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EXCEPTIONS TENDTO RULE IN OCTOBER

New York Times

LOS ANGELES - Baseball reveals itself slowly, a six-month process of data collection that gives well-reasoned answers about ways to win. Then the postseason begins and the fun really starts.

Because no matter what we think we know, October does not care. Those thousands of small samples that make up the regular season, viewed individually, become chaotic - all with a championship at stake.

"That's what makes baseball great," John Mozeliak said Friday as he navigated a swarm of ashen Dodgers fans on his way to the visiting clubhouse after a mind-bending NL Division Series opener. The Cardinals general manager said it could take a while to process what he had seen.

No kidding. The Dodgers and the Cardinals had just played a game started by Clayton Kershaw and Adam Wainwright, who combined for a 2.09 ERA this season, and the final score was 10-9, Cardinals.

"There's no explanation for why that happened," Cardinals third baseman Matt Carpenter said.

Who can explain anything this time of year? Seven aces - Kershaw, Wainwright, Jon Lester, James Shields, Max Scherzer, Justin Verlander and Stephen Strasburg - have taken the mound without any one meeting the minimum requirements for a quality start. They have combined for a 7.30 ERA this postseason.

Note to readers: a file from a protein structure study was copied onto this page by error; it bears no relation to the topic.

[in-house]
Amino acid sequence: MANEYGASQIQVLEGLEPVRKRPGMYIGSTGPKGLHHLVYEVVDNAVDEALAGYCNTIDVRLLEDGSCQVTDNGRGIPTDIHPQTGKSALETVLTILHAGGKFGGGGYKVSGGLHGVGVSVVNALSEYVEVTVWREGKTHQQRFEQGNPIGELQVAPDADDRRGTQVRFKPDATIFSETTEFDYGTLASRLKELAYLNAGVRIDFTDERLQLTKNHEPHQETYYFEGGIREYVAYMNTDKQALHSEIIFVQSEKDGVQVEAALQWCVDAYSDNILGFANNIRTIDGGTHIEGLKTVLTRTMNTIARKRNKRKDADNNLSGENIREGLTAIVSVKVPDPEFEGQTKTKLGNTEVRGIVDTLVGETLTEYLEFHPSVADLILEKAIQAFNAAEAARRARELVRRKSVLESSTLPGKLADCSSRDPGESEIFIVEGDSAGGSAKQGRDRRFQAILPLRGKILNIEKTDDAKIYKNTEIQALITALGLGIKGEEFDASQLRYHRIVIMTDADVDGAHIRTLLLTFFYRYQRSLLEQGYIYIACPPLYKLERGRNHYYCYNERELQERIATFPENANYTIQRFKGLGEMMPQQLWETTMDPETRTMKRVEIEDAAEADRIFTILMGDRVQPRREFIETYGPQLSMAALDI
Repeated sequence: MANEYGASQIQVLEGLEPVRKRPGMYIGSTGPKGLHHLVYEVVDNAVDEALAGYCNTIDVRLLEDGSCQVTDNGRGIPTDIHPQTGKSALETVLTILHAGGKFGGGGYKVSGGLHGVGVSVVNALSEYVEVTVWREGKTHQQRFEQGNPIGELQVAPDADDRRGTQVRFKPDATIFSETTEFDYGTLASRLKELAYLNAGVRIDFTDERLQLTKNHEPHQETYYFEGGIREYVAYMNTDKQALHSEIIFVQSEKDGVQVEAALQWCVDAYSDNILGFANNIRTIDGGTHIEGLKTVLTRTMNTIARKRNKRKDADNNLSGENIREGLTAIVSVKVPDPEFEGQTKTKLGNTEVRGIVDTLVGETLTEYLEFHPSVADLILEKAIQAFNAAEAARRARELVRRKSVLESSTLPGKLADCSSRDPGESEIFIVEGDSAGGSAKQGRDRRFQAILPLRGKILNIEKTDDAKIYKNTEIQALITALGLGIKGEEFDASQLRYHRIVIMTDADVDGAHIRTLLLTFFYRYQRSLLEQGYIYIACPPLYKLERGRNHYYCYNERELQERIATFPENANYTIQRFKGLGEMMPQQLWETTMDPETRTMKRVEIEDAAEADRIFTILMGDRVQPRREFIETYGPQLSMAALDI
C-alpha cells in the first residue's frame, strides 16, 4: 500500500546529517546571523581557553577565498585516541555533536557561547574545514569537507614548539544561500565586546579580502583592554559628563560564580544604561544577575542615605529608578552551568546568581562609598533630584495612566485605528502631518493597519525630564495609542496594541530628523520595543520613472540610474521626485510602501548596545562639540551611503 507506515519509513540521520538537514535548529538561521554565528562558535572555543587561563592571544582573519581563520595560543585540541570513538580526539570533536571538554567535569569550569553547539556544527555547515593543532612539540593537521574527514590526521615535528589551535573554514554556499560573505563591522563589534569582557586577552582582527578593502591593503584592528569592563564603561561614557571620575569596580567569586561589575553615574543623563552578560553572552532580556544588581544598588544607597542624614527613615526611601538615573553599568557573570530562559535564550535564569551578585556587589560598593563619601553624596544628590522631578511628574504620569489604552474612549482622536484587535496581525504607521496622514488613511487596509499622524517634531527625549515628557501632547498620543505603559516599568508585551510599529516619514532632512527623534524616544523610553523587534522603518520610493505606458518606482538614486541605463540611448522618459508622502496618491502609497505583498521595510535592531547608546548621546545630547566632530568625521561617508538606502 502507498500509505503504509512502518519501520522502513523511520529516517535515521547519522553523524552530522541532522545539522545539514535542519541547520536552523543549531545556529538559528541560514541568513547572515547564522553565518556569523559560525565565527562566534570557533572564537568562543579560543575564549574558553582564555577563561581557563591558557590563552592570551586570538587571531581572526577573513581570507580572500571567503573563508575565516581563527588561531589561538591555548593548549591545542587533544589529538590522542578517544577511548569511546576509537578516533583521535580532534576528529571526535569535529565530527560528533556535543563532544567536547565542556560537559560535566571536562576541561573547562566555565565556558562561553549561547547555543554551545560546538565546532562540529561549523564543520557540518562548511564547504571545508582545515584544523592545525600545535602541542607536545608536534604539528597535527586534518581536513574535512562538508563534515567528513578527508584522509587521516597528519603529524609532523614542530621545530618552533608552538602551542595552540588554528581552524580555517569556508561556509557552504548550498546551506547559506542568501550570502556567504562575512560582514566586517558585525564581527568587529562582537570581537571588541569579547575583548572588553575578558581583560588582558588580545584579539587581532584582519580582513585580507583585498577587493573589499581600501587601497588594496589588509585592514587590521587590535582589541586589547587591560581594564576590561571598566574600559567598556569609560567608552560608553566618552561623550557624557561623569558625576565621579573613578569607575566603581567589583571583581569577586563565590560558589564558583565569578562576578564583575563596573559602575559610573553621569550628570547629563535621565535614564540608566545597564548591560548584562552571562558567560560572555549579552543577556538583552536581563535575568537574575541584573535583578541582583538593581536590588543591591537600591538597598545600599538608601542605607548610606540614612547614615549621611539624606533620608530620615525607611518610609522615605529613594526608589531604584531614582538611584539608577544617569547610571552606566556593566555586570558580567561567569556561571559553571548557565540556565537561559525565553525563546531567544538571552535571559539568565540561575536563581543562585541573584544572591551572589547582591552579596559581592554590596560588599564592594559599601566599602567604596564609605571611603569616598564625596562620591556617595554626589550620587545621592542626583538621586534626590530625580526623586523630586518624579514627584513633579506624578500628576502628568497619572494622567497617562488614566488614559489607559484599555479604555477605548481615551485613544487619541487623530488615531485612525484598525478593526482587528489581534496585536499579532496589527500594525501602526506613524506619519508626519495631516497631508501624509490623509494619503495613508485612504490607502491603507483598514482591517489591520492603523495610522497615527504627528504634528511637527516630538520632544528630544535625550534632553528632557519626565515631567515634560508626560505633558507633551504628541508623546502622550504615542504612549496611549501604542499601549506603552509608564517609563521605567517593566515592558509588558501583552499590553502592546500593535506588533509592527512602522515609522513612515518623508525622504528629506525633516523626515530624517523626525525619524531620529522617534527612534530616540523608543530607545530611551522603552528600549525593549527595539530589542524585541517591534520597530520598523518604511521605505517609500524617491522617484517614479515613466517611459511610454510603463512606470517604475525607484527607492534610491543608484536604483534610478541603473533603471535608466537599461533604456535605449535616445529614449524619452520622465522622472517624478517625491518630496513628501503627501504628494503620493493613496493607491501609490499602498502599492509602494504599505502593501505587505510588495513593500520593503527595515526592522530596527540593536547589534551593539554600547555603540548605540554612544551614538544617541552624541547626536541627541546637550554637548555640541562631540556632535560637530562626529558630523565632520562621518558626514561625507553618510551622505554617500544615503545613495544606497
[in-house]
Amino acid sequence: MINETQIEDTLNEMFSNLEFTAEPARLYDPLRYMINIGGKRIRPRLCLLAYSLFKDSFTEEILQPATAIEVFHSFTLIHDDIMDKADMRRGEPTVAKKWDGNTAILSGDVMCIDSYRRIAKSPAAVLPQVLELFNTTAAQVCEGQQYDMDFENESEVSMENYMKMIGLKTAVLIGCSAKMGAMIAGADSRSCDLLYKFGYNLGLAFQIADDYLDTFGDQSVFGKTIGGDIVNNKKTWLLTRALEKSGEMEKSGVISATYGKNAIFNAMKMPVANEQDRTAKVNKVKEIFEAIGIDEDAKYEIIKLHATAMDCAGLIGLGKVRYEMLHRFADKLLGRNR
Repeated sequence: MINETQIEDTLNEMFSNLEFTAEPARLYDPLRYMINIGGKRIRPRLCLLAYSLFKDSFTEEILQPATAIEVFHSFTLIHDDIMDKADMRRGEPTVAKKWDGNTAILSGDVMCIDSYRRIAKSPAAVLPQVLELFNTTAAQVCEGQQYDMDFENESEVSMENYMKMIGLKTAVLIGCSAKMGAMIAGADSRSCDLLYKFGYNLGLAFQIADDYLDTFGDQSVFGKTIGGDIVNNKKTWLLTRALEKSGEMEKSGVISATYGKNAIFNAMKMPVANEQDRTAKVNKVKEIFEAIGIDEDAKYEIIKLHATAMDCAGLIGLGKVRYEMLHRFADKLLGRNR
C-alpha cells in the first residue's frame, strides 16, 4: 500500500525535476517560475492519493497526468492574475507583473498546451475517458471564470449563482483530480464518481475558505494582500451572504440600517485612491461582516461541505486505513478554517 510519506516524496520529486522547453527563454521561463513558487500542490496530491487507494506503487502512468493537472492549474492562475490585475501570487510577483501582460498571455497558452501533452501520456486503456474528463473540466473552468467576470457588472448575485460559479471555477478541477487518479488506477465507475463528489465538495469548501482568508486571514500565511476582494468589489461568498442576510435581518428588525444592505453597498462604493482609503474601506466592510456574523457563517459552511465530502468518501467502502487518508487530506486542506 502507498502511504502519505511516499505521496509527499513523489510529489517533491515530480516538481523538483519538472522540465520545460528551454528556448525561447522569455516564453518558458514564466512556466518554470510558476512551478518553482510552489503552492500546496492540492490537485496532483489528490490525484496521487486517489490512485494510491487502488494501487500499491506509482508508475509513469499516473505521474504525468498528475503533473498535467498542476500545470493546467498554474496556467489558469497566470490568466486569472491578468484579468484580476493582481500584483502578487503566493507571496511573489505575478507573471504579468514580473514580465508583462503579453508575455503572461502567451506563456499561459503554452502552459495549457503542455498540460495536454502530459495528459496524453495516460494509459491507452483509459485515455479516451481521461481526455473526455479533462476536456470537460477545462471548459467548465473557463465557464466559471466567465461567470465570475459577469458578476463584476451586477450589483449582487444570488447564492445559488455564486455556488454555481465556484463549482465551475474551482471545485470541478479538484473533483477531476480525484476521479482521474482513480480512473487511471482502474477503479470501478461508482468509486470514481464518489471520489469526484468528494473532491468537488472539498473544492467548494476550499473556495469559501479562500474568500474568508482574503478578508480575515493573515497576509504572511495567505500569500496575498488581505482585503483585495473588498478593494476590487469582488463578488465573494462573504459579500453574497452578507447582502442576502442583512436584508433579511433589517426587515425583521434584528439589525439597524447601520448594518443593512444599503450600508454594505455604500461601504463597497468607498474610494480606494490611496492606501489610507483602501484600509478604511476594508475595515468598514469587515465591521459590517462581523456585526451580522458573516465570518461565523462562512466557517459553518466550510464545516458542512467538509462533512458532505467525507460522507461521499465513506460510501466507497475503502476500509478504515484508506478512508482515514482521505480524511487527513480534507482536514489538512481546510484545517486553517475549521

The Orioles took a 2-0 lead on the Tigers in their AL Division Series helped by Delmon Young's game-breaking three-run double in Game 2. This is the player whose .317 career on-base percentage and poor defense have contributed to just 2.5 wins above replacement, as calculated by baseball-reference.com, over nine seasons.

Yet Young keeps showing up in October. He has been to the postseason six years in a row with four teams. In 2012, he was MVP of the ALCS for Detroit. Last year, after an ordinary 41/2 months in Philadelphia, he rejoined the Rays and homered in their wild-card victory.

Another unlikely winner in the first week of the postseason: Ned Yost, manager of the Royals. Yost used a rookie starter, Yordano Ventura, in relief at a critical moment of the wild-card game with Oakland and promptly watched a three-run homer sail over the centerfield fence. The Royals won anyway.

Then they won twice against the Angels, each in 11 innings, even though Yost stuck to convention by refusing to use his overpowering closer, Greg Holland, in a tie game on the road. He waited for a lead to use Holland, and both times the Royals got it on a home run. Never mind they hit the majors' fewest in the regular season.

By contrast, the Angels led the majors in runs but have scored just three times in 22 innings. Mike Trout, the presumptive AL MVP, has been held without a hit.

Although there may be nothing we can count on in October, lately there is usually this: the Cardinals offense, which has helped them win six of eight postseason series since 2011.

"They're never going to give anything away," Dodgers catcher A.J. Ellis said. "That's what's impressive about them: Their at-bats are a fight. Just the culture of their team that they have, even though on paper they might be overmatched by a dominant pitcher, they don't know it - or they act like they don't know it."

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